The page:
Woman’s effort
to claim 27 dogs
and 2 cats fails

Hawaiian Humane Society officers
are looking into animal cruelty charges

» Inspectors respond in 2001
» Owner says he was bitten in deal


Friday, May 16, 2003

» Animal cruelty is a misdemeanor under state law. A story on Page A-1 May 9 incorrectly stated that animal cruelty is a Class C felony.

The Honolulu Star-Bulletin strives to make its news report fair and accurate. If you have a question or comment about news coverage, call Editor Frank Bridgewater at 529-4791 or email him at

Lucy Kagan went to the Hawaiian Humane Society yesterday demanding the return of the 27 dogs and two cats removed from her Hawaii Kai townhouse Wednesday.

She left empty-handed.

"Our Humane investigators read her the cruelty law, explained why they are investigating and expressed concern over the environment the animals were kept in," said Eve Holt, Humane Society spokeswoman.

The animals were removed after firefighters responding to a fire at the Villa Marina townhouse at Kawaihae Place found the animals living in squalid conditions.

Firefighters found the roach-infested home littered with trash and furniture. And the townhouse reeked of animal urine and feces.

The Humane Society opened an animal cruelty investigation, Holt said. Cruelty to animals is a Class C felony under state law. Investigators are also looking into whether the home was a puppy mill that sold dogs that were ill or dying.

Kagan, 50, has other legal troubles. She was charged by an Oahu grand jury with second-degree theft last month for allegedly buying more than $300 in merchandise at Kaimuki Dry Goods in January 2001, then later stopping payment on the check she wrote to pay for the items.

The animals taken from her home are being kept at the Humane Society shelter until ownership can be established. Kagan claimed ownership of some of the animals and indicated that the others were boarding or had been sold, Holt said.

One puppy and an adult dog were sent to a private veterinary clinic. The puppy is being treated for dehydration, and the adult dog is undergoing tests.

The staff has received dozens of calls from people offering to adopt the animals. However, the Humane Society does not own the dogs and cannot make them available for adoption.

It is not even taking the names of the callers.

When Humane Society investigators took the animals away from the townhouse, they had one cat and what appeared to be 26 dogs. Three of the dogs were nursing young puppies. When investigators separated the dogs at the shelter, they found a fourth dog nursing a single newborn, Holt said.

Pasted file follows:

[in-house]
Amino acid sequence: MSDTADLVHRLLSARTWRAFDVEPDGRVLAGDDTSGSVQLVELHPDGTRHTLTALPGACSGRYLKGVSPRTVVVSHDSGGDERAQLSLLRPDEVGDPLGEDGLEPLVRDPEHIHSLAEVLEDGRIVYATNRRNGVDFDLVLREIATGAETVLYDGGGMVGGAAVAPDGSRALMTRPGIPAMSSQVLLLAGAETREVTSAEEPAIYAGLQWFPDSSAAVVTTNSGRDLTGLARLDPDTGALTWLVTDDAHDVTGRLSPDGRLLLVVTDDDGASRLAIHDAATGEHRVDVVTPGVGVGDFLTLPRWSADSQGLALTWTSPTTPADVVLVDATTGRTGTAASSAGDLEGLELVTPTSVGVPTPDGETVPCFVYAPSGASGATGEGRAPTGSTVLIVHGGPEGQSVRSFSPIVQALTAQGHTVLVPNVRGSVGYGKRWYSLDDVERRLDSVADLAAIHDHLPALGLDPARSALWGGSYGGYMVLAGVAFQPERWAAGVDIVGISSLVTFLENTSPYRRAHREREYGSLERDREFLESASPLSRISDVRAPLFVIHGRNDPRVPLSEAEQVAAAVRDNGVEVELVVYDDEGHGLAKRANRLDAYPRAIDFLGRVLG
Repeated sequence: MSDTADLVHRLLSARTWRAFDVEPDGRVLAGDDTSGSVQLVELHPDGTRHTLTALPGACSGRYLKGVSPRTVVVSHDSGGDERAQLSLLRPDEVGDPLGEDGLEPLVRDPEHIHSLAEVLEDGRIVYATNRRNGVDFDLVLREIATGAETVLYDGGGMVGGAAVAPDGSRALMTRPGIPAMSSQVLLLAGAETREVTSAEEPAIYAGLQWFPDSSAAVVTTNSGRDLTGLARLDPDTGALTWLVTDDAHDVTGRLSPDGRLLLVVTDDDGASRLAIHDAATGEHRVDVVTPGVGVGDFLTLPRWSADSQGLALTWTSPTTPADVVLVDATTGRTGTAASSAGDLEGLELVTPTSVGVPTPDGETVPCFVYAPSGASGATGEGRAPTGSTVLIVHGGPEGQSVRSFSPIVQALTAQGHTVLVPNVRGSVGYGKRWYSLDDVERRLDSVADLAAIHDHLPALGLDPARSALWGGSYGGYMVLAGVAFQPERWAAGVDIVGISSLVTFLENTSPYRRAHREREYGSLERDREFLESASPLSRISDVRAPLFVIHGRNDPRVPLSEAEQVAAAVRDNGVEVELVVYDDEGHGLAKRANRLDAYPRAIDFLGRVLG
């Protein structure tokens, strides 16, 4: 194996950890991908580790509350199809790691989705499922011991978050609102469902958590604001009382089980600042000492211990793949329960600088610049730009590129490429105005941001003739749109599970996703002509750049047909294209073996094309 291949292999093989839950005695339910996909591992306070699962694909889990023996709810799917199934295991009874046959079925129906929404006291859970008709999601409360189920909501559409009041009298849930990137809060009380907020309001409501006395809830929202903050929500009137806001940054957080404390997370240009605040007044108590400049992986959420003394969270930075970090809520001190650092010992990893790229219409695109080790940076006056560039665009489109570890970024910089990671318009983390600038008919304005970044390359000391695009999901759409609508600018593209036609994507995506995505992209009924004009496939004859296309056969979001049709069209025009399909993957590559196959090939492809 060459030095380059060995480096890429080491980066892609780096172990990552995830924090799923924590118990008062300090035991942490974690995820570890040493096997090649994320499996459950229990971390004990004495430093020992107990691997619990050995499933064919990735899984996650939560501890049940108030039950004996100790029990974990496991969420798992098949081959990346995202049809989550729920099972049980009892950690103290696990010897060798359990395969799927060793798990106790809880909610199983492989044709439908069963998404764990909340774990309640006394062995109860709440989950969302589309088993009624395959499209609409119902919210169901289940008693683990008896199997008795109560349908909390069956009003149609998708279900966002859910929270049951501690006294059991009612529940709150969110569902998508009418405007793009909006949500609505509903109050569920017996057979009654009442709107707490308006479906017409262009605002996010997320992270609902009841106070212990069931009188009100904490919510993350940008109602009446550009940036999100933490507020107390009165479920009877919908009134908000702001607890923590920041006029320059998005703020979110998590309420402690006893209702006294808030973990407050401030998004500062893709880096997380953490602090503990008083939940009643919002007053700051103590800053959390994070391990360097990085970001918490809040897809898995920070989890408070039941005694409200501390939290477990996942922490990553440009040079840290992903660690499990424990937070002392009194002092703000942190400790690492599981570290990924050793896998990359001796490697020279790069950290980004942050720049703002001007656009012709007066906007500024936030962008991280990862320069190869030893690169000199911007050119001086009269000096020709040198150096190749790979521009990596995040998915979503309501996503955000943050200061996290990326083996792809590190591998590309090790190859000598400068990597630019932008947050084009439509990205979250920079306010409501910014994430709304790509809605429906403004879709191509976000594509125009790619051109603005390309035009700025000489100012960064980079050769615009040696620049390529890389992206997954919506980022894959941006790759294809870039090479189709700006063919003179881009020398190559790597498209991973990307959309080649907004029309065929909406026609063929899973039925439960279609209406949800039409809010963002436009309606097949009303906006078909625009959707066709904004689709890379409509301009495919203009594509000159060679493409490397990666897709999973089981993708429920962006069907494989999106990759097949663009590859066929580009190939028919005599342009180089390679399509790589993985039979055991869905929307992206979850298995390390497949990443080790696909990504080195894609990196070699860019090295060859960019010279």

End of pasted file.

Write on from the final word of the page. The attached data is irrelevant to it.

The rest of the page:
Also, investigators who remained at the townhouse recovered a second cat.

The state Department of Health's Vector Control Branch inspected Kagan's townhouse six times between November 2001 and April 2002 in response to complaints from neighbors.

The first complaint, on Oct. 11, 2001, from the neighbor at 6207 Kawaihae Place, reported dog feces and urine odor, flies and mosquitos coming from the unit.

Inspector Mark Leong investigated the home and issued abatement notices to Kagan; her ex-husband Scott Kagan, who owns the unit but who lives on the mainland; the property manager, Hawaiiana Management Co.; and the Villa Marina Condominium Association.

Leong recommended Kagan clean up the feces, apply a deodorizer on the lanai and empty containers collecting rainwater.

He sent Kagan final warning letters to correct the odor and feces problem but could not issue a formal violation because "the problem was intermittent," he said.

On Dec. 18, 2001, Kagan asked for a temporary restraining order against a Kawaihae Place neighbor, claiming she was being harassed.

The neighbor also filed a TRO request against Kagan. In April 2002 the neighbor moved out of the Villa Marina complex.

However, Leong continued his investigation until October.

According to the Vector Control Branch, continuing problems at the unit were being addressed by the condominium association.

Association attorney Randy Sing said the group decided Wednesday to file a complaint with Circuit Court against Kagan and her ex-husband for the permanent removal of animals due to health and safety reasons.

"We just want to make sure that we're not faced with this situation again," Sing said.

Hawaiian Humane Society


Health inspectors first
respond to complaints in 2001

The Hawaii Kai townhome where 27 dogs and two cats were confiscated Wednesday has been inspected several times by the state Department of Health's Vector Control Branch following complaints. Here is what inspectors found:

>> Nov. 14, 2001: A rancid odor of urine and feces was detected coming from Unit D-105 of 6209 Kawaihae Place, and urine stains and multiple piles of dog feces were seen on the rear lanai. At least two containers of standing water were seen on top of a pile of stored items.